Sometimes, your kids are bouncing off the walls in your house, and you'd rather have them bounce off the wall somewhere — anywhere — else. At this desperate point, you make the choice to drive them to Jumpstreet. Jumpstreet is an "indoor trampoline park" (read: a warehouse space they lined wall-to-wall with trampolines), and is meant to be the perfect place for kids to jump out all that kid energy. What it really becomes is a place for kids to play a good game of "How Long Until I Get a Head Injury?" Something changes in the eyes of every kid who walks through the automatic doors here. They go primal. And there's no stopping it. Whether they're double-bouncing each other into the ceiling, begging you to let their not-yet-fully-formed-bodies ride the mechanical bull or vomiting in the bounce house, just remember: You signed up for this.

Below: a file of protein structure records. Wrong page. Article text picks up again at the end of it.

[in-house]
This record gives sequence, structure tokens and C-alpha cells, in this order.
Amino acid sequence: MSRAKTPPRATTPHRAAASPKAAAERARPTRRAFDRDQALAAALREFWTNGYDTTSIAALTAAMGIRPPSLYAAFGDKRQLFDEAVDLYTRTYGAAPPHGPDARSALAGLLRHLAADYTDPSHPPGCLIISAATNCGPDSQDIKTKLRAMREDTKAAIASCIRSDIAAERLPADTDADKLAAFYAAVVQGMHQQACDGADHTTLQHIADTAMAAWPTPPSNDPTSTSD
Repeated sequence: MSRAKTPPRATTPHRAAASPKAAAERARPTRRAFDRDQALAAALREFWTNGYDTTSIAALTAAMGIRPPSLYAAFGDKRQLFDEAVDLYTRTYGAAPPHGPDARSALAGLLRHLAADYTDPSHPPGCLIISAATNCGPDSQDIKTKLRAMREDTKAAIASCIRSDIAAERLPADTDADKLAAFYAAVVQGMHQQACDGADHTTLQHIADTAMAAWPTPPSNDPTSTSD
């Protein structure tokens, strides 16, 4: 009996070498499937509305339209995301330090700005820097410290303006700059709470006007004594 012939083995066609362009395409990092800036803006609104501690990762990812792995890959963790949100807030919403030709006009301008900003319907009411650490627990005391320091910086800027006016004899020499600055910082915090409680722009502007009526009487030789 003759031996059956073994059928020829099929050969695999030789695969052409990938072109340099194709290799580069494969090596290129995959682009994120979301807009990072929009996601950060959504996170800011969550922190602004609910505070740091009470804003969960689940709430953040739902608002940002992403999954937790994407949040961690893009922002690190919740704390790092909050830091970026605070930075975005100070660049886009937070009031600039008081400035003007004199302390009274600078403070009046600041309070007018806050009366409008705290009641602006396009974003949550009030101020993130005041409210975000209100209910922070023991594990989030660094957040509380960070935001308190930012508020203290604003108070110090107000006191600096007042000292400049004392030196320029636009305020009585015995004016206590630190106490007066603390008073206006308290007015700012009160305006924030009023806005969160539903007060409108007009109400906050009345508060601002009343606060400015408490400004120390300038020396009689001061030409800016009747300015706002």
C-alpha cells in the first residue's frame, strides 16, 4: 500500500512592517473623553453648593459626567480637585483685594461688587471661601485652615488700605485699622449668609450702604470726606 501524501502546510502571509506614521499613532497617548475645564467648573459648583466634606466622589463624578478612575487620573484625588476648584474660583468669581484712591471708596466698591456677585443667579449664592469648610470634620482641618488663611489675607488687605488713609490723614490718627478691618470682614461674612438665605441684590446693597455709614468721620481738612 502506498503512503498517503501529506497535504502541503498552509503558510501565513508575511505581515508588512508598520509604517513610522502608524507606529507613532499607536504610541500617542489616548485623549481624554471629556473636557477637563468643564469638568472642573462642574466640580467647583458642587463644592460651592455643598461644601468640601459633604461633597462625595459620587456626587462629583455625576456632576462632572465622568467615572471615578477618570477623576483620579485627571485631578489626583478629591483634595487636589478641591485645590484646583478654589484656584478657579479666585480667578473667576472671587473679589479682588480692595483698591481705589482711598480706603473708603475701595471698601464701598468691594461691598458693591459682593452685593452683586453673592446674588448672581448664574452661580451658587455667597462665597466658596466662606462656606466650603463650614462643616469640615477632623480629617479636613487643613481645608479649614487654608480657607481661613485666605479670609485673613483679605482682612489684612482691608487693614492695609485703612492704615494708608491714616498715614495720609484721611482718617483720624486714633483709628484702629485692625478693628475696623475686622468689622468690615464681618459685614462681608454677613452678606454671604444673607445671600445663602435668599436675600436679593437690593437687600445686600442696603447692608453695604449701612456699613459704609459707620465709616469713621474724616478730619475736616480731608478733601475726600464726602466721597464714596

The play area on the third floor of the Galleria is enclosed, with only one entrance/exit. It's carpeted. And it's full of squishy, rounded-cornered stuff for your kids to climb all over. The whole thing is even lined with a never-ending bench, so every parent has a place to sit. And it's free. You would think it would be the perfect play place. But once you walk through the entrance of this play area, it's every soiled-diapered toddler for himself. This playground is jungle-themed for a reason. Every single one of these kids has been cooped up in a shitty stroller for an hour while Mom shopped for lingerie — they deserve this moment to let loose. Just buckle up, get a seat by the exitrance (that's what you call an entrance/exit, right?) and hold onto your butts. Hope you brought bandages.